How to choose ?
There are several elements that contribute to the choices we make when deciding which watercolour we will choose for our paintings.
1 What it’s made of
2 the surface,
3 the weight and
4 which factory it came from.
This blog is about that fourth option: the manufacturer. There are major paper manufacturers in every country. As well as smaller mills and handmade options to choose from as well.
What is normal anyway?
I’m writing this in Australia, from a small, regional, university town lucky enough to have 2.5 art supply shops. Through them we have access to the main papers on the market. And the word here is “market”. I am only guessing that these are the main types of paper – it could be that they are just the ones I’ve heard of, or the only ones that get into Australia. I’ve heard stories from my American friends about how tricky it is to buy warm white paper -the market there, it seems, requires high white. Indian artists on Facebook speak of how expensive Arches is. This is a story about paper in my art shops, in my country.
Comparing Two Papers
So this isn’t a complete comparison. It’s just a comparison between two papers, similar in every way except from the factories they were made in. I know that I’m missing other well-known similar papers, such as Arches or Artworx Cotton Sensations, but this isn’t a story about those, not today.
If anything it’s a story about how to test your paper. What sort of things I do when I need to compare. One of my suppliers in Lismore, Premier Art and Framing, often showed me other papers when I went in for my Saunders Waterford. Good marketing on their part, happy to know what’s there.
The test sheets, at the end of this page, came at a time when I was questioning a lot of things that I’d taken for granted in my life. Like tea – what would happen if I had chai instead; exercise – would swimming at the beginning of another hot summer’s day be enough of a workout; paper – is the paper I’ve been using for more than 20 years still the best paper?
My advice is to know your materials.
Know what your paints, paper and tools can do – their parameters, their faults, their finer points. Find time to explore the comparisons as logically as suits you. Some of us are quite scientific and like to make charts and take notes. I do find that considered experimentation helps, and discussion too, but then I live a language based life. Others of my friends, equally successful and knowledgable, acquire the information randomly and still make informed decisions that suit them and their practice.
That’s the clue. What suits one person may not suit another. What might suit in the sort of wet, humid summers we get here on the coast may not suit in the dry outback where I used to live. What may suit today, may not tomorrow.
I tested using dry and wet applications of paint – using artist quality Ultramarine to check for the impact of granulation. I tested how a fine pencil mark happens. I recorded which edge had the deckle (yes, this makes a difference if all your mats are suited to the smaller vertical for example). I did both comparisons on the same day, on paper fresh out of a pack. In other words, I removed as many variables as I could.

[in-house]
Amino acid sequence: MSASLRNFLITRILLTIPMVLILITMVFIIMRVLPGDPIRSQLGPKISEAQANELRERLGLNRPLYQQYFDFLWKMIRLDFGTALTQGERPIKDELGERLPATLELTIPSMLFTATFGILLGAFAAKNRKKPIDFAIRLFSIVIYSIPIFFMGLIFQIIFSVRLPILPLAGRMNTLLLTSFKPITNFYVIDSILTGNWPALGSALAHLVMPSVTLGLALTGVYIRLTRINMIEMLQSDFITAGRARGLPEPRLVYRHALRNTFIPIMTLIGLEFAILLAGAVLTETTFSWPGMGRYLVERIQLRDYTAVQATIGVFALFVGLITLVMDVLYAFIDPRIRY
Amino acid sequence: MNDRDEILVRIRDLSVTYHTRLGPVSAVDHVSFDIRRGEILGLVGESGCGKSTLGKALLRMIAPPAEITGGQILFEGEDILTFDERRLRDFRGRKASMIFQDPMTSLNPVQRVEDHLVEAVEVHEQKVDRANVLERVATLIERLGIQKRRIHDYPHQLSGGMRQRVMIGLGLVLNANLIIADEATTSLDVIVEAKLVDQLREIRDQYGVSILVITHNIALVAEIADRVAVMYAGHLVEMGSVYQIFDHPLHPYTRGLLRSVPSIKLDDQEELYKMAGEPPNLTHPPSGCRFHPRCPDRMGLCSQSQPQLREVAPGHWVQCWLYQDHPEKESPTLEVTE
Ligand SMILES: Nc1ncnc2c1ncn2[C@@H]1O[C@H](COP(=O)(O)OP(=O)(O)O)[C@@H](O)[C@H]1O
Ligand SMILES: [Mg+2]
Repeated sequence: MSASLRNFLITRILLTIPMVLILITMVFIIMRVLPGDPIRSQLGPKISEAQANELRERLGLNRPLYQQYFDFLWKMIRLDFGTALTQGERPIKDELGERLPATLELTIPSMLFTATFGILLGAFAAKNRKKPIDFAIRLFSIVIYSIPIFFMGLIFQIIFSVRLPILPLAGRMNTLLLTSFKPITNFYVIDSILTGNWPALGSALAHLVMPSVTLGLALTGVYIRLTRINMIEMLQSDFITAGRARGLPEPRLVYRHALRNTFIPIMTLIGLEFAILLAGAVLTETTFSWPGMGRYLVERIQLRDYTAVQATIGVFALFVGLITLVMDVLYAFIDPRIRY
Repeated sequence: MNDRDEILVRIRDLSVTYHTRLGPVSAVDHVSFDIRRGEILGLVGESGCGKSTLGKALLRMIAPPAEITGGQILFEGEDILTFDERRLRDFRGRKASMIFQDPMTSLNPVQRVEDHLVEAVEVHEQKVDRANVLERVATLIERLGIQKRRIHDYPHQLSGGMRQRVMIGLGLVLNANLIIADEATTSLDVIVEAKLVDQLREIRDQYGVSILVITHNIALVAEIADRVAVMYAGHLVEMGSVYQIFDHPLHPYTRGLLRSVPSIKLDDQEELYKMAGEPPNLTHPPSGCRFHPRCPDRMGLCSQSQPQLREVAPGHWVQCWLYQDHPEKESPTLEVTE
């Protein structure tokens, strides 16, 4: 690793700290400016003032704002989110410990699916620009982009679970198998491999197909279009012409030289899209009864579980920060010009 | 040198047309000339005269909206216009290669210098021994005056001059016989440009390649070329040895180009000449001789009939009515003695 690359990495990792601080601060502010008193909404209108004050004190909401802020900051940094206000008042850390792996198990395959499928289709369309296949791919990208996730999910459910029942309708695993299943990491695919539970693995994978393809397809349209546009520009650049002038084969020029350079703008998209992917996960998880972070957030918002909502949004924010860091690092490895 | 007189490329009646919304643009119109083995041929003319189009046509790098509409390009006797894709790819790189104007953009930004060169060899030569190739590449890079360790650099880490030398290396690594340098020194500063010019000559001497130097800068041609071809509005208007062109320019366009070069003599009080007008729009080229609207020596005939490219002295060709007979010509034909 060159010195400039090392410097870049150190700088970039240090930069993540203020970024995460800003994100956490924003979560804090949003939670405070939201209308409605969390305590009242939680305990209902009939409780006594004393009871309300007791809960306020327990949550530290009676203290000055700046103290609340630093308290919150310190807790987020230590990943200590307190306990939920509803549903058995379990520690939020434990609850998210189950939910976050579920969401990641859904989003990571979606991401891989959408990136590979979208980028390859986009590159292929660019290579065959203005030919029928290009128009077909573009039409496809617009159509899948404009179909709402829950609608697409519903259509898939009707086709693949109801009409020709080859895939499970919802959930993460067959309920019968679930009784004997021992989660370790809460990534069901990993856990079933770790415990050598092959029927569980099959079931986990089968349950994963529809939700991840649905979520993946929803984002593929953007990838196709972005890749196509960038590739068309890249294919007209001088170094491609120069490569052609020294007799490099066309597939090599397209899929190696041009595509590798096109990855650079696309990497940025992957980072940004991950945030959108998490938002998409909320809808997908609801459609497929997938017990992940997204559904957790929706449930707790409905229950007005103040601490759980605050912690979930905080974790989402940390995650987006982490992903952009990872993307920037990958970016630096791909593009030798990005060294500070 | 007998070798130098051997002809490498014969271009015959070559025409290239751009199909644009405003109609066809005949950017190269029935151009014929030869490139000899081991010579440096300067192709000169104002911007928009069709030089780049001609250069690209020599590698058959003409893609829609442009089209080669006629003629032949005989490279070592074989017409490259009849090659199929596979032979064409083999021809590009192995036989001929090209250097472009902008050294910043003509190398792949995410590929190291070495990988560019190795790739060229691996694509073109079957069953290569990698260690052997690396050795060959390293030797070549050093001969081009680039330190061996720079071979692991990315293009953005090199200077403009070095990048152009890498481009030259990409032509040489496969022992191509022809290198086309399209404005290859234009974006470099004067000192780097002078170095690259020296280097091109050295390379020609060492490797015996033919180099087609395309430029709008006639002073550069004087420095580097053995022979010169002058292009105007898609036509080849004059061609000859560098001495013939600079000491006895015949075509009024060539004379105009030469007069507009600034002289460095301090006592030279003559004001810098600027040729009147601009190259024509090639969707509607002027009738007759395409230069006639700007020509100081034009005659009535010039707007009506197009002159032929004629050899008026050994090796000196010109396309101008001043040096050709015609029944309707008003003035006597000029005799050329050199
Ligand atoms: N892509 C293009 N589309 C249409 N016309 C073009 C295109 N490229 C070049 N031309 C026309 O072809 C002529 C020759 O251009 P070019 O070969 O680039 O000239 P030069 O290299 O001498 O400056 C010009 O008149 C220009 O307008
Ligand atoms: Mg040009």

300gsm Hot Pressed surface
St Cuthberts Mill, England
Three watercolour papers, all 100% rag: Bockingford, Saunders Waterford, Millford. Factory also produces a printmaking paper (Somerset) and digital fine art printing papers. Since 1700’s.
This has been my choice of paper for a number of years. There have been changes in that time, the normal seasonal changes that would be inevitable over 30 years, as well as changes in the number of deckle edges available, and the surface.
300gsm Hot Pressed surface Fabriano, Italy
Many watercolour papers, only three 100% rag: Esportasione, Artistico and Artistico Extra white. Factory also produces 50% and 20% rag papers, as well as many printmaking, pastel and drawing papers (and paper used for banknotes!) Since 1264.
Papers from this manufacturer are readily available in Australia. Sometimes they are less expensive. Having the 20% cotton option makes for sensible choices.
And the conclusion ?
The question, rather than “Who makes the best paper?” should instead be “Who makes the best watercolour paper for ME?”
Yes, this paper, Saunders Waterford, made in this factory on the other side of the world, continues to suit me. And I’ll continue to use it. It’s different from the Fabriano, but not in a bad way – just in a different way. There’s only so much science that an artist needs. In the end it’s about personal preference.
But I will also continue to check. I’ll check as I go along. I’ll experiment with other papers, the difference for example between the S300HP and the S425HP is astonishing. Or I’ll buy the occasional sheet of other paper if it crosses my path and try it out.
It’s best to have a few papers you’re happy with. Papers change, that’s the nature of the world. Paper can change over years, between mill packs or if a pack has been open on the shelf too long. It’s one of the challenges of watercolour, but one of the joys too.
And really, would we have it any other way?